For instance, an 81-year-old widow lives all by herself on the Doko Islands between South Korea and Japan. The United States has its own sparsely populated locations, including Brewster, Florida, (which is home to three people), Freeport, Kansas (four people), and Funkley, Minnesota (five people).
However, it’s not often that you can actually buy one of these itty-bitty locations. But that’s exactly what’s happening with the tiny village of Story, Indiana.
According to Fox News, the 17.4-acre hamlet in the Hoosier State is on the market for $3.8 million. Though that sounds a bit exorbitant, consider how it would hardly net you a flat in major markets such as New York.
What’s more, the village has something of a “storied” history. Founded in 1851, it once hosted 175 residents and was a logging community.
It survived a devastating fire in 1915, but the Great Depression left its mark on the small community, nearly emptying it.
Since 1999, though, when Rick Hofstetter bought the village at sheriff’s auction, only three people have lived there. Hofstetter, along with Kate and Jacob Ebel, has run the Story Inn ever since, a bed and breakfast whose website tagline proudly states, “One inconvenient location since 1851.”
“Words don’t quite do it justice,” Hofstetter, now 62, told WANE. “The experience is one you have to enjoy for yourself.”
“This place is now 168 years old and my love affair with it is just a tiny part of that. … This is not a reconstruction of an authentic little town, this is an authentic little town.”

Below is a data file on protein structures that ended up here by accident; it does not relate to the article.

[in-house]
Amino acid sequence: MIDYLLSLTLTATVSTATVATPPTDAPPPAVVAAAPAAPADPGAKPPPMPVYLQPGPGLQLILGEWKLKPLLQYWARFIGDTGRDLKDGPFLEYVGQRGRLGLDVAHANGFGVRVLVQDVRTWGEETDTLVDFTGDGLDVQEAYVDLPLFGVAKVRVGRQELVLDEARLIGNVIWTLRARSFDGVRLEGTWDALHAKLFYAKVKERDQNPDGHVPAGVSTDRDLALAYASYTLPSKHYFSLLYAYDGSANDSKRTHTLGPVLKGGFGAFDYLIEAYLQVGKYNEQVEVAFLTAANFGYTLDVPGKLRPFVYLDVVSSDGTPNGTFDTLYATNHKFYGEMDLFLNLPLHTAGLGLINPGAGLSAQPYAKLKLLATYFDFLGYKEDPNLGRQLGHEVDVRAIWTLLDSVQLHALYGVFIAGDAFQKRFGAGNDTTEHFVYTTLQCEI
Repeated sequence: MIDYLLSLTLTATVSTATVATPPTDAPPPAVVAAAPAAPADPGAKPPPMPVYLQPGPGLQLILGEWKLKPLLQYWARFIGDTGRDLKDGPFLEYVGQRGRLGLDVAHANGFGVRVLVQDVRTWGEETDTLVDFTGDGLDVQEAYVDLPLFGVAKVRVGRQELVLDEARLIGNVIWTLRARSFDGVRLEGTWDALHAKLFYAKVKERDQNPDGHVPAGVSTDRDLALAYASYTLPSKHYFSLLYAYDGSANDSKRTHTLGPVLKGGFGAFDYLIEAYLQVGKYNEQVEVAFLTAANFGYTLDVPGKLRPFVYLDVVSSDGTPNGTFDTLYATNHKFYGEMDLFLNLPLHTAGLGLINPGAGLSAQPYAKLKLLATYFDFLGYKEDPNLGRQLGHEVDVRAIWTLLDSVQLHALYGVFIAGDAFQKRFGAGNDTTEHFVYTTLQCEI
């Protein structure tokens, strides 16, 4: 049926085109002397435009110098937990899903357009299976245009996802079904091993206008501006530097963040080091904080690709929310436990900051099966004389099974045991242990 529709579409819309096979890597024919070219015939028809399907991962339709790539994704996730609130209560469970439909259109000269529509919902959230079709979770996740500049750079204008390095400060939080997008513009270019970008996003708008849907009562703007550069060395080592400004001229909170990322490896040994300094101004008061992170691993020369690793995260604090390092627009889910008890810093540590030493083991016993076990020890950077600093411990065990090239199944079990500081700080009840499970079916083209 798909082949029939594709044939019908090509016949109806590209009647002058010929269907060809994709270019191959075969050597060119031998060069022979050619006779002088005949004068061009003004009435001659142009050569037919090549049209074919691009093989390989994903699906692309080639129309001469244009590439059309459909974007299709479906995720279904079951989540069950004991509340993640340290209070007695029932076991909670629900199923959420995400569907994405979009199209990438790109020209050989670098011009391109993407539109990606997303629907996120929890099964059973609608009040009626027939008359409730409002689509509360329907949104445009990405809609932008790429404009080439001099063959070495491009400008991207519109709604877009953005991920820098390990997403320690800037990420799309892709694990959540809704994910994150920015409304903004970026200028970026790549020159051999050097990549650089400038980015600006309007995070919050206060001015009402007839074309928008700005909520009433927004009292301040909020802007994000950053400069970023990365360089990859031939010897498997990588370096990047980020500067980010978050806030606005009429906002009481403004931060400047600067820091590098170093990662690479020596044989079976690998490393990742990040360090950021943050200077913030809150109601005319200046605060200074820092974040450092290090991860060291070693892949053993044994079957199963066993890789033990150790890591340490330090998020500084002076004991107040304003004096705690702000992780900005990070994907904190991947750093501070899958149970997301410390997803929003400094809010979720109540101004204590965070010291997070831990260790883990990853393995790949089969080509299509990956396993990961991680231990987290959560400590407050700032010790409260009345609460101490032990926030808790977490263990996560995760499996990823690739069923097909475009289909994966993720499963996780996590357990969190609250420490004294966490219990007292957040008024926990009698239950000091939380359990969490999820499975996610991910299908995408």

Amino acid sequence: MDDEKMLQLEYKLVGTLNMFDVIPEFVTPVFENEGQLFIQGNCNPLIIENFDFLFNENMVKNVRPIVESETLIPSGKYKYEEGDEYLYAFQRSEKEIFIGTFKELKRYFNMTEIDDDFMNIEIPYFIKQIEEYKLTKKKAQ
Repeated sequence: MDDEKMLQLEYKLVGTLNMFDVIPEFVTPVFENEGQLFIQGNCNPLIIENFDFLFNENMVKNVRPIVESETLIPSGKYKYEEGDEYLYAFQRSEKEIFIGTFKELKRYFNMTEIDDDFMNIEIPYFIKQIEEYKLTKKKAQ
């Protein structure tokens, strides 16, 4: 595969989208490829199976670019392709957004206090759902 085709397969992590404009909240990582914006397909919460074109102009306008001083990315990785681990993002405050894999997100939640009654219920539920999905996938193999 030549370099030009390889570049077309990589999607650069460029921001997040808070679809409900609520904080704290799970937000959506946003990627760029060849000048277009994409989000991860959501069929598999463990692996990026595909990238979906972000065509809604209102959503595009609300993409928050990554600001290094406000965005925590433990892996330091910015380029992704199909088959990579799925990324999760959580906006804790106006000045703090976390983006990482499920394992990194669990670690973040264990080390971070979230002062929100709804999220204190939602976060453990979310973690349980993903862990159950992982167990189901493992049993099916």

You might think that living in such a little location might get lonely. But the listing page for Story claims it gets plenty of traffic.
It states, “Story presently hosts a remarkable number of events each year, including the Indiana Wine Fair, Maple Syrup Festival, 40 to 50 weddings, corporate events, birthday parties, comedy shows, Indiana Trail Riders events, and much more.” Most of its older structures have been reworked to draw in tourists.
In addition to the inn, the village has an ancient dairy barn converted into a wedding venue. You won’t find much in terms of modern conveniences either.
Most cell phones barely get reception, and no one in Story owns a personal television.
According to the New York Post, Hoffstetter plans to continue to run the inn even after someone purchases Story. “The town’s fortunes should be decoupled from our hospitality operations,” he said.
“Macy’s doesn’t own the mall.” He also added, “It’s not every day someone gets to buy a town.
“I’ve had that experience. Now I want to live long enough to sell a town.”
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